Jamie Raskin, defender of democracy |  The new republic

Jamie Raskin, defender of democracy | The new republic

Julie Tagen, Raskin’s chief of staff, took him to the Capitol. For the blocks along North Capitol Street, nothing unusual. Then, south of the New York Avenue intersection, about a dozen blocks north of the Capitol, tremors: “The MAGA hat protesters flow from all directions into the Capitol,” Raskin recalls in his book. Further down, the DON’T TREAD ME flags, a Confederate battle flag, a woman holding a sign that read FOLLATE YOUR FEELINGS. They came to the south side of the building, the side of the House, where the three office buildings of the House are located. Raskin’s office is in Rayburn. He sat down and worked on the short speech he was going to give to refute the Republican challenges and argue that the election was over. Around 11:45 a.m., shortly before Trump began speaking at his rally, Raskin and Tagen headed to the Capitol, where they would meet Tabitha and Hank. They waited in a room with the number H-219, in the southeast corner of the building, near the floor of the House. It is the Capitol “hideout” office of the Majority Leader, who happens to be his partner Marylander Steny Hoyer.

Everyone knows what happened next. On a beautiful October day, when the House was in recess, Raskin took me to the Capitol and walked me as far as I could get into a nearly empty building, what was his January 6 like. The House camera that you see on television is on the south side of the Capitol, on the second floor. It is surrounded by four corridors. From the point of view of the outward facing chair, on the right or north side there is an entrance to the floor that is the common “control” of reporters for Democrats, because that entrance leads to the Democratic side of the camera. On the left or south side is the entrance that leads to the Republican seats. In the middle, in the corridor closest to the Rotunda, there is another entrance; this is the one used by presidents for State of the Union speeches. And in front of him, behind the chair, is a hallway called Speaker’s Lobby, more ornate than the other hallways, with three chandeliers and about 16 portraits punctuating the 80-foot-long hallway, the speaker’s office tucked there behind. the living room. In all the entrances now, because some Republicans have threatened to bring their guns to the camera, there are metal detectors.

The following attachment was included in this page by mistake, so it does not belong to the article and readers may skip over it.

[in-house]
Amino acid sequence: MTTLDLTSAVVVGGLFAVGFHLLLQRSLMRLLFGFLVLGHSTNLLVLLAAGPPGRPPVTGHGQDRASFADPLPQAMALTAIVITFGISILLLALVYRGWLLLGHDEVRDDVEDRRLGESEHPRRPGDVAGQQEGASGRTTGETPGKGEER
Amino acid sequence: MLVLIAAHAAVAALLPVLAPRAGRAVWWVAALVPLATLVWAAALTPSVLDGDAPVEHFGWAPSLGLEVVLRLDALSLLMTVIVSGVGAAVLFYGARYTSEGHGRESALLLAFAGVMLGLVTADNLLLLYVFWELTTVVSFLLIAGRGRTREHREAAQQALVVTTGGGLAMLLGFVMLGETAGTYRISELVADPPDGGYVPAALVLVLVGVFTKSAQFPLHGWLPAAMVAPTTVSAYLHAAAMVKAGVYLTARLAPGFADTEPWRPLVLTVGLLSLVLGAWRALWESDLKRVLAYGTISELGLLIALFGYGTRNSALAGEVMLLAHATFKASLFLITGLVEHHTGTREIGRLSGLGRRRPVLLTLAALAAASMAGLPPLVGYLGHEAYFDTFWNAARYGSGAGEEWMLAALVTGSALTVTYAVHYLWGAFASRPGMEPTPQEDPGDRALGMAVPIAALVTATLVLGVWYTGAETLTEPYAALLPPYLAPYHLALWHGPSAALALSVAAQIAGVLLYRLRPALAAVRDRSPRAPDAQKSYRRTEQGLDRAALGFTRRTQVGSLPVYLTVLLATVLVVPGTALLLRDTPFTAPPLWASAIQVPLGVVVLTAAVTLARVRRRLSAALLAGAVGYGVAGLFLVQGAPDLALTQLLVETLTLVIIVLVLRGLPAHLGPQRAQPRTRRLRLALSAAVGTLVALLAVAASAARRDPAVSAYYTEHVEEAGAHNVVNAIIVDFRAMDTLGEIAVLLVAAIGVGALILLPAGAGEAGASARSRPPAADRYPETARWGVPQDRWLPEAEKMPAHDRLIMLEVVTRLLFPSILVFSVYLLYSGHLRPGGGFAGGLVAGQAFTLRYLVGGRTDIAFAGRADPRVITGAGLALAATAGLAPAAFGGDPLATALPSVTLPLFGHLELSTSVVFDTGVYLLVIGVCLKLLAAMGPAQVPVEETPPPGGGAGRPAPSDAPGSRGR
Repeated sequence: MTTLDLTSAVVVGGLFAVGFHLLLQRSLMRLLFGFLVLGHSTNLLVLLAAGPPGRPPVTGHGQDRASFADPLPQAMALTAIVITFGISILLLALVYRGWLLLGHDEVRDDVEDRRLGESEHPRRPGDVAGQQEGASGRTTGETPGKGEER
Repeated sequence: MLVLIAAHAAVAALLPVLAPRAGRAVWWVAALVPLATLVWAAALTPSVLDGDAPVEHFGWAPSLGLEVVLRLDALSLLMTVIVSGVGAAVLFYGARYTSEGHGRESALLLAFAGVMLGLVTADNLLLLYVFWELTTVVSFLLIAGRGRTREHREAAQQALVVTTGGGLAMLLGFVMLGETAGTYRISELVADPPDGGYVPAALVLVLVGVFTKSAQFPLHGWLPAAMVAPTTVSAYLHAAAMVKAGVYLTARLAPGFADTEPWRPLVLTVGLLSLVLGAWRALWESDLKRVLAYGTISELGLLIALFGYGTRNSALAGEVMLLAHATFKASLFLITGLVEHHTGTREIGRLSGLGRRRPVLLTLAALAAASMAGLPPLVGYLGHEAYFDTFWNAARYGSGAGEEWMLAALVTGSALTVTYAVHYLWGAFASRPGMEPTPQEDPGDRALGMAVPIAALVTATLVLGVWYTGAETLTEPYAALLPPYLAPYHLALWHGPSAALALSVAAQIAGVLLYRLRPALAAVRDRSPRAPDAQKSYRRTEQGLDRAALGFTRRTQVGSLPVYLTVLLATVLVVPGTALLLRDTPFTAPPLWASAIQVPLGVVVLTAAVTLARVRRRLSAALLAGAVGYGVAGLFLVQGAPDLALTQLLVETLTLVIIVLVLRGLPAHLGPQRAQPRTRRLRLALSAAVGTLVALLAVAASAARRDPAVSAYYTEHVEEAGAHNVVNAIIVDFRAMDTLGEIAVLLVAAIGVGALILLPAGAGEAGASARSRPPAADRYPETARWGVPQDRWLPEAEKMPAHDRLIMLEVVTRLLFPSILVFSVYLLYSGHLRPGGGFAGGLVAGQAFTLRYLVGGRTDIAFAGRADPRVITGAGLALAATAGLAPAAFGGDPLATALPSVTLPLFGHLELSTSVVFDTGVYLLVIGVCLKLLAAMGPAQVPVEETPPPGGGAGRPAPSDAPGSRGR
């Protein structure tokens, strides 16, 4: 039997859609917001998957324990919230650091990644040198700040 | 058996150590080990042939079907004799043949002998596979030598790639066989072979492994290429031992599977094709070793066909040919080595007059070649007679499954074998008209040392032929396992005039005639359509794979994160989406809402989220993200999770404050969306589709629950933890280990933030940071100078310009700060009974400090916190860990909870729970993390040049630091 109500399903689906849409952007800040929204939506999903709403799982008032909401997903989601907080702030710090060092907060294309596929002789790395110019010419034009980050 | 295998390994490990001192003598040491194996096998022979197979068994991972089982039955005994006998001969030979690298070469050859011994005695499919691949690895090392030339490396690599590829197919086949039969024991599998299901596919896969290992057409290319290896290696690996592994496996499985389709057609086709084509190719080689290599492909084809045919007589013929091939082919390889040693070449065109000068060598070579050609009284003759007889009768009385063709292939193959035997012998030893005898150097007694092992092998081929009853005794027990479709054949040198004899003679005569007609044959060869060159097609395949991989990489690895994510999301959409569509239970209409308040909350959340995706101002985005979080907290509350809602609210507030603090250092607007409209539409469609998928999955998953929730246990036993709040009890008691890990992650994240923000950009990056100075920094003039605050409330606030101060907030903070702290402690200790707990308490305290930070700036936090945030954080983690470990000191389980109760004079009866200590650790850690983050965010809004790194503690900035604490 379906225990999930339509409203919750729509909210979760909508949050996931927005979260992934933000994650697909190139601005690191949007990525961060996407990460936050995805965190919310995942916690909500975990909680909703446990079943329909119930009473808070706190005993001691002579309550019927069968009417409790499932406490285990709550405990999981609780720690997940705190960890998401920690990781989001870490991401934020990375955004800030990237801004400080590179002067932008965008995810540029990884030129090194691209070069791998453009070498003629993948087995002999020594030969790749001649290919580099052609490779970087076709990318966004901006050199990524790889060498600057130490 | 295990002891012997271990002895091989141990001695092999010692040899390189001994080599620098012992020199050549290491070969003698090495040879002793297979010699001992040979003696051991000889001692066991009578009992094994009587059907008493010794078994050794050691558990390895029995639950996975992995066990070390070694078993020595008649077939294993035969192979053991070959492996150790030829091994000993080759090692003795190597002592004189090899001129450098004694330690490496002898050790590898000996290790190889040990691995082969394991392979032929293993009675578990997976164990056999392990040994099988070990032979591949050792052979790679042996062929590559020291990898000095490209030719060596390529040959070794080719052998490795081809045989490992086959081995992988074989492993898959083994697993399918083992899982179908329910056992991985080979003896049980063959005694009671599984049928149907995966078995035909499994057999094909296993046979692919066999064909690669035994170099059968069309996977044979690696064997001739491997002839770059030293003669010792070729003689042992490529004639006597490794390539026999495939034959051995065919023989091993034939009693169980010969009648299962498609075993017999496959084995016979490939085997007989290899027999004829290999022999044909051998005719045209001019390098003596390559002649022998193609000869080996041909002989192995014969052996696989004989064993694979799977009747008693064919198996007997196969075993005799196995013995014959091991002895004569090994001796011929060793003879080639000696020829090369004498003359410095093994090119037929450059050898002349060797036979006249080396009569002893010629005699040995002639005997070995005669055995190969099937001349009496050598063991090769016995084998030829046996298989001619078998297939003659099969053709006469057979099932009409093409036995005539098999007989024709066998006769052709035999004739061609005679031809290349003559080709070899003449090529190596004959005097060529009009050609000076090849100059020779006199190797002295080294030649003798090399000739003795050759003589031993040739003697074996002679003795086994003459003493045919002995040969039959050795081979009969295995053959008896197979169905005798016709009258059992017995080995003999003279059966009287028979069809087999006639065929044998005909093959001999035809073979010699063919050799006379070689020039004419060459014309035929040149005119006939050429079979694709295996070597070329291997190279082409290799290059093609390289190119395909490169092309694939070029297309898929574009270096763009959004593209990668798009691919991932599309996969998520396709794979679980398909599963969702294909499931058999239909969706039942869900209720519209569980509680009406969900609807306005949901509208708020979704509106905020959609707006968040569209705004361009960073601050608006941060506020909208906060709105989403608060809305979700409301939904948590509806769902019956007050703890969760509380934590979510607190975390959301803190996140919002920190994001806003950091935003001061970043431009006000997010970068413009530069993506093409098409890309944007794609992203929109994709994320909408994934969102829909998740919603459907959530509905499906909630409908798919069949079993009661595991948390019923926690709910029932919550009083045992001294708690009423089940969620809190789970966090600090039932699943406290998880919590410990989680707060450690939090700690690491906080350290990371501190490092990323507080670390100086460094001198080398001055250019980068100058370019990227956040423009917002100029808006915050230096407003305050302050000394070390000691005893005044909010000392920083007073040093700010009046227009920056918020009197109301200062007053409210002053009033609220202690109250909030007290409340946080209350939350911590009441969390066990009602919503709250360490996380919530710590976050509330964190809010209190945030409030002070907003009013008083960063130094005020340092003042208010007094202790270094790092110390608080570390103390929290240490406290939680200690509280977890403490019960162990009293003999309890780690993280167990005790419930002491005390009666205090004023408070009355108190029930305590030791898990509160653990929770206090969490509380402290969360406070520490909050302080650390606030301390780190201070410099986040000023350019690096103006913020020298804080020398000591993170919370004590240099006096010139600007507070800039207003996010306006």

Raskin was on the ground that day. Other members who were not as central to the proceedings were in the visitor’s gallery, which is accessed through the third floor. Before 1 o’clock, Jamie, Tabitha, and Hank were together at Hoyer’s hideout. “Steny was very nice because he offered me this office basically like for that week, because he knew that people, reporters and stuff were harassing me,” Raskin recalled. “And then he said, ‘If you’re going to bring the girls or whatever, you can use this office.’ At some point around 1pm, Raskin went to the floor and the guards escorted Tabitha and Hank to the gallery.

At that moment, two things happened. Mike Pence released his letter stating that he would certify the recount, which was the first time Democrats understood that the election would not be stolen; But at the same time, the first rioters broke through the barricades on the west front of the Capitol, across from the mall. At 1:10, Trump finished his speech and a much larger crowd marched toward the Capitol. A short time later, Raskin made his speech; some instinct told him not to say the phrase that says: “This is the peaceful transfer of power that we celebrate and a model for a grateful world.” He sat down. Tragicomically, the next speaker was Lauren Boebert, the QAnon devotee that the people of Colorado’s 3rd Congressional District have decided belongs to the House of Representatives. At around 2 p.m., Raskin had the first feeling that something was wrong from his friend Alyssa Milano, the actress, who was watching everything unfold on television and sent her a text message to ask if she was safe. At 2:09 another text message arrived, this one from the Capitol Police: “All buildings within the Capitol Complex, Capitol: External security threat No entry or exit.” The text advised members to “shelter in place” and “stay away from exterior windows or doors.” Members began receiving text messages with photos of the rioters. Liz Cheney, who Raskin has reached out to, reminded me: “Jamie and I were sitting in the hallway of the chamber, he was on the Democratic side, right down the hall, and I was on the Republican side, right down the hall. And as the reports were coming in from the crowd, getting closer to the camera, and they were giving us instructions on what to do, there was a point where Jamie was looking at his phone, and he looked up from his phone, and he said, ‘ My God, Liz. ‘ And I said, ‘What is it?’ And he said, ‘There’s a Confederate flag flying inside the Capitol.’

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